We've been thinking deeply about the role
of digital technology in learning at Opal School lately. How, we wonder, can we
embrace new media in a way that encourages the habits of mind that we are
trying to develop? How might digital technology support Opal School values?
How can it be used to foster connectedness? These discussions have
reflected both the great potential of new media tools as well as their limitations. How can we remain open to possibility while remaining vigilant
against the hazards (of isolation, of limitations, of a narrowing of wonder, curiosity, and imagination) that we fear?
The conversations have been provocative
and productive. Staff and parents have entered into dialog about hopes and
concerns. We're working through drafts of a statement that articulates our
current thoughts and questions about the topic, hoping that what we draft can support our emergent work
and be open to revision as we learn more.
At the same time, our use of technology is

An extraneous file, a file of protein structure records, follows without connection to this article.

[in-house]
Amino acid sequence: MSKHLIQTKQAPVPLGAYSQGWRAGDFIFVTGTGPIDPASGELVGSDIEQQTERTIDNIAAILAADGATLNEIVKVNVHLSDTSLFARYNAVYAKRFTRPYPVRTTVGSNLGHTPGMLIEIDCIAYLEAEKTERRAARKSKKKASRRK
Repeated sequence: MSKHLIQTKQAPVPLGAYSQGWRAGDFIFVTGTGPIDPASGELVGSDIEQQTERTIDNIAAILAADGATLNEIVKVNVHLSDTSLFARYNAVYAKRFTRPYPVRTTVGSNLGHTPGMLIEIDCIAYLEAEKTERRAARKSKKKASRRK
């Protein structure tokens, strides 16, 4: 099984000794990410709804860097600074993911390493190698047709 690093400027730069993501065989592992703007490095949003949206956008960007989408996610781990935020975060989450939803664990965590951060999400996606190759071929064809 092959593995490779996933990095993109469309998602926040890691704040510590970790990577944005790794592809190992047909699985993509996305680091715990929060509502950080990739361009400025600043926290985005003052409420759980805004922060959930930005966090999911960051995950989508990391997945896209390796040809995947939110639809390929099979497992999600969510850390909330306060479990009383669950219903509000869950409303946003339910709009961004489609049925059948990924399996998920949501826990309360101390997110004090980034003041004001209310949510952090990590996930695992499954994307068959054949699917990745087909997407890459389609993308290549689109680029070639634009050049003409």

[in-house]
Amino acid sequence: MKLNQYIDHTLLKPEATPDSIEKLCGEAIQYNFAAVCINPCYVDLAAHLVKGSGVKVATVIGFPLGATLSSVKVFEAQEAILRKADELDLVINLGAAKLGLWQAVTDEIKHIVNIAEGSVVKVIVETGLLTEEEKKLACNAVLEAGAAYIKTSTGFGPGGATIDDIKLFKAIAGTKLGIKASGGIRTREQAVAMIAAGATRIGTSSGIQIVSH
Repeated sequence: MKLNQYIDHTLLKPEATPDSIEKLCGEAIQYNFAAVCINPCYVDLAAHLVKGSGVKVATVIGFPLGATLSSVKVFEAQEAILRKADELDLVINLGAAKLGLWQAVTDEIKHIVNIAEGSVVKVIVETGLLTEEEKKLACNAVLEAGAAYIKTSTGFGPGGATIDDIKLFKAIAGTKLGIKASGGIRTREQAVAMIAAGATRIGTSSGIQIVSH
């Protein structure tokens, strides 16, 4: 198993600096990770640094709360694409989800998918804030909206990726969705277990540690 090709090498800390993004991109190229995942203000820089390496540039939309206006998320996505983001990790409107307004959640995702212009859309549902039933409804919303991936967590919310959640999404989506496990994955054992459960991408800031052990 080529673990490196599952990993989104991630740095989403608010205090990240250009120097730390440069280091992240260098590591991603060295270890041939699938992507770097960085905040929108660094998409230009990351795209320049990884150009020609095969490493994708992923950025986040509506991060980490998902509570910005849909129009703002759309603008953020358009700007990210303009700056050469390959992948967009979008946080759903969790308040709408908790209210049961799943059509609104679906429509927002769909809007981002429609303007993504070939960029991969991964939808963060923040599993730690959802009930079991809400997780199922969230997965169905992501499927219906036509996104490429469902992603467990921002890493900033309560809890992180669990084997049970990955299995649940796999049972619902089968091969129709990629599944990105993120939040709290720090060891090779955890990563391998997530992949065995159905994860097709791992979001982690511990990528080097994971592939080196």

opening doors. Next week at parent-teacher conferences, we'll bring parents
into our effort to use Evernote to enhance our student portfolio system. We
hope that using this multifaceted platform will develop reflectiveness and metacognition, make learning visible, and enhance school-home communication.
finding ways in which new media breaks down walls. I certainly saw an
example of that today, when Opal fifth graders spoke by Skype to Charles
Finn, an author whose essays have inspired their own (see earlier posts about this work here and here). Through that
conversation, children learned more about the writing process in a way that
validated their authority while catalyzing deeper inquiry.
He uses the
same strategies we do!
He revises the same piece of writing 40 or
I'm going to try to take my time with my
I love how he always writes down whatever
inspires him. I'm going to start bringing my songbook around with me so
if I come up with a awesome song I have my book right there.
Later in the day, students read their finished pieces to each other. These pieces were inspired by the structure of Finn's essays: The detailed, poetic description of setting and encounter with the unknown that led to personal epiphany. As they read, they inahabited the same space Finn had filled earlier in the day (albeit electronically.) As each student finished reading, just as many hands went up to offer compliments to their classmates as had been raised to ask questions of Finn. Here was an encounter where digital technology had served the goals, expectations, and values of the students and the school through personal connections.